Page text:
Daniel Madden was born in England, and immigrated to the United States prior to his enlistment in the 2nd Dragoons on December 9, 1850. He served as a private in Company E, 2nd Dragoons at Carlisle Barracks, Pennsylvania until March, 1852, when he transferred to Company H, 1st Dragoons. He served with this regiment in New Mexico until December 9, 1855, where he participated in expeditions against the Navajo and Apache Indians.

Madden rejoined the 2nd Dragoons in May 1856 at Fort Riley, Kansas. He served as a private, corporal, sergeant, and eventually first sergeant of Company B, 2nd Dragoons from May 1st, 1856 to April 28, 1861. He served with his company in Kansas until September 1857, when the regiment was ordered to Utah. He participated in the winter march of the Utah expedition, and served with the regiment in Utah until 1861.

Madden marched east with the regiment at the outbreak of the war, and was transferred to the newly forming 6th US Cavalry as the Regimental Commissary Sergeant. He served in this capacity until November 1st, when he received an appointment as a second lieutenant, 6th US Cavalry. He accepted the appointment on the 3rd, and was discharged the next day. He was assigned to Company M on November 5, 1861. He commanded the company in December, as Captain Hays was still recruiting the rest of the company in Pittsburgh.

Lieutenant Madden served with his company during the first half of 1862, moving with them to the Peninsula. He was commended by his regimental and brigade commanders for bravery during the battle of Williamsburg, and participated in actions at Slatersville, New Kent Court House, New Bridge, Mechanicsville, and battle of Hanover Court House. He also served as an aide de camp to General McClellan during the Seven Days’ Battles. Madden participated in actions at Falls Church, Charlestown, Hillsboro, Philomont, Uniontown, Upperville, Barber’s Crossroads, Amissville, and Sulphur Springs with the regiment through the spring of 1863.

He was absent with leave sick in Washington during September 1862 before returning to service with his company until January 1863. He commanded Company E in February, 1863, as Captain David McMurtry Gregg had taken command of the 8th Pennsylvania Cavalry and First Lieutenant Hutchins was absent. He was absent for a brief leave in March before commanding Company D in April, still as a second lieutenant. Of the officers assigned to the company, Captain Abert was serving on General Banks’ staff, and First Lieutenant Brown was absent sick in Philadelphia. He returned to Company M the following month.

Lieutenant Madden fought with his company at Beverly Ford during the Battle of Brandy Station on June 9, 1863, where he was wounded. He was later brevetted first lieutenant effective the same date for gallant and meritorious services during the battle. He was absent recovering from his wounds until September, when he returned to service as a mustering and disbursement officer in Boston, Massachusetts until May 1864.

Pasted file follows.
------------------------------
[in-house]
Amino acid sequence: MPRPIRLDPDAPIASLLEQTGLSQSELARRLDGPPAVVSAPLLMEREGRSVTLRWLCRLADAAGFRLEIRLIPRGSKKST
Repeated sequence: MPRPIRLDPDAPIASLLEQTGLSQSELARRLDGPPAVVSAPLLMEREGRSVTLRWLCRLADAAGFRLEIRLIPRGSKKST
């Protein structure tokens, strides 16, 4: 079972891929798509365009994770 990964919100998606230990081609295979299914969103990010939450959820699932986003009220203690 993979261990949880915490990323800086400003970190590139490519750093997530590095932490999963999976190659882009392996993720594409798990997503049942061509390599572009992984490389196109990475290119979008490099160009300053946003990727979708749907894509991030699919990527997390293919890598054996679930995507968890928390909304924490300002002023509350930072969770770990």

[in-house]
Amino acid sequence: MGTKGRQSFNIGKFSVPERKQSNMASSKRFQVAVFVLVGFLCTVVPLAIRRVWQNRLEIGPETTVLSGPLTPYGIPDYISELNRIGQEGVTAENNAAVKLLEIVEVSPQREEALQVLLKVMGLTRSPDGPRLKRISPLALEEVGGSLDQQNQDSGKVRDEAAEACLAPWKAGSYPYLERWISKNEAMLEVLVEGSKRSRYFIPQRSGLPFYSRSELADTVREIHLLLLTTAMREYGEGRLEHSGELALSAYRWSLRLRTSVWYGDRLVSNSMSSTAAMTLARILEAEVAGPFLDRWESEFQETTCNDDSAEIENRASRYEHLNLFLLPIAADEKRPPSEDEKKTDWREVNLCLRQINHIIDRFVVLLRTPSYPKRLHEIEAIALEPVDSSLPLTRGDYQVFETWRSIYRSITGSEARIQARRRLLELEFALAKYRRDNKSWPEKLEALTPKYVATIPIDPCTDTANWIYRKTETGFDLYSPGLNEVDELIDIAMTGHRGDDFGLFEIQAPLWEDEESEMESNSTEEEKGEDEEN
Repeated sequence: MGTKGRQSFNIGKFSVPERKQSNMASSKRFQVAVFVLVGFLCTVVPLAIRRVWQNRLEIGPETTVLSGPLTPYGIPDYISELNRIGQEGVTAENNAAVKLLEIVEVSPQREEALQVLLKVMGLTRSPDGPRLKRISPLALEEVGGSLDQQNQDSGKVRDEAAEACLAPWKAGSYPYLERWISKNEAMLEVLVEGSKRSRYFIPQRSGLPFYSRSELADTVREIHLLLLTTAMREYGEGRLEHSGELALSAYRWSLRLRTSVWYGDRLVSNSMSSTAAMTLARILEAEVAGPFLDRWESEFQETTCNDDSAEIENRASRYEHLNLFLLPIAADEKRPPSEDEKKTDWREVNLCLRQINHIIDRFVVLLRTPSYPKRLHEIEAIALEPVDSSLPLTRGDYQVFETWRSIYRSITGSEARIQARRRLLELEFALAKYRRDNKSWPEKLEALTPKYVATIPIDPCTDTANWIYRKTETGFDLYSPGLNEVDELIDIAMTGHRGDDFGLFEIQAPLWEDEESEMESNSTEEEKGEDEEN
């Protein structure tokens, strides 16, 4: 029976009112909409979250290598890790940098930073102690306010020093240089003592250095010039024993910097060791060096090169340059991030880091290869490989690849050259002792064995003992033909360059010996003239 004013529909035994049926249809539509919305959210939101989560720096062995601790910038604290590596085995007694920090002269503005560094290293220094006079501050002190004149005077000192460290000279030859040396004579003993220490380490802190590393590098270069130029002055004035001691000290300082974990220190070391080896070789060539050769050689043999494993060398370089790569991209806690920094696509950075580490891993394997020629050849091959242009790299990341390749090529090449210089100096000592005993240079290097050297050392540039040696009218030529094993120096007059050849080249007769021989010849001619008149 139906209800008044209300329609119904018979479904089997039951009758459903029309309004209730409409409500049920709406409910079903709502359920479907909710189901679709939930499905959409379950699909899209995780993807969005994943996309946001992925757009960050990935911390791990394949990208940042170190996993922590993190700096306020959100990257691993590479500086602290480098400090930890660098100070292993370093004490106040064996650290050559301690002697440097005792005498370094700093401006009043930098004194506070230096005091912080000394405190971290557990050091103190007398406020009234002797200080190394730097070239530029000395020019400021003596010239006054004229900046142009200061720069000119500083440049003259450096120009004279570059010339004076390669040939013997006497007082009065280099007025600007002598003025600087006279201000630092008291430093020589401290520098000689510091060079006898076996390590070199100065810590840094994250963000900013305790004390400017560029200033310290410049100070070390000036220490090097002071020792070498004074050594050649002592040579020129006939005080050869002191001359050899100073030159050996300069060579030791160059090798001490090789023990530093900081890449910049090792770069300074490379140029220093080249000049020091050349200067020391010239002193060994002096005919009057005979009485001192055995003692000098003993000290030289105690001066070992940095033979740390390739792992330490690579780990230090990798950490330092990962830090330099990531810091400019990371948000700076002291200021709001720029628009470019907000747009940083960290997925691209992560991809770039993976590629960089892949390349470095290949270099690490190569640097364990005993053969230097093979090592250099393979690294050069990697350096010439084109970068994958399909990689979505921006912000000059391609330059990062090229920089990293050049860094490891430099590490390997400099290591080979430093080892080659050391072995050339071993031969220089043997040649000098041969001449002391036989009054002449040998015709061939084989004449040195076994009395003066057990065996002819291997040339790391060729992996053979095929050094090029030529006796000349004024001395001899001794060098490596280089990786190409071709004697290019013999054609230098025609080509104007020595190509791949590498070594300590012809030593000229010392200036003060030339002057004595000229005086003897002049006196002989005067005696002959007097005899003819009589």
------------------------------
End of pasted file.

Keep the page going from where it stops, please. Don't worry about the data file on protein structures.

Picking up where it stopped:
Madden was promoted to first lieutenant on May 4, 1864, and returned to service with the regiment. He participated in the Army of the Potomac’s 1864 campaign, serving at the battle of Trevillian Station, the action at Darby’s Mill, and the battle of Deep Bottom. When the 6th Cavalry was assigned to the Army of the Shenandoah, he was assigned as the army’s Assistant Provost Marshall, and served in that position from November 1864 to February 1865.

He was detached from the regiment in March 1865, and served for the remainder of the war on the staff of Major General Casey in Washington DC. He was brevetted captain on April 9, 1865, “for gallant and meritorious services in the campaign terminating with the surrender of the insurgent army under Gen. R.E. Lee.”

Following the war, he accompanied the regiment to the frontier where he served in Texas and other posts in the southwest until he retired. He was promoted to captain and the command of Company C, 6th Cavalry on May 10, 1867. Madden was promoted to Major, 7th Cavalry on May 21, 1886.

Major Madden retired at his own request on October 5, 1887, with over thirty years of service. I have not been able to determine when he died or where he was buried.

I’ve determined that one needn’t have been famous or a general to be eligible for a Fiddler’s Green, merely a member of one of the regular cavalry regiments. It is a place, after all, where the shades of ALL dead cavalrymen go. Volunteers are included also, but other people write about them. It is much more difficult to find information on the lesser known troopers, though.

Advertisements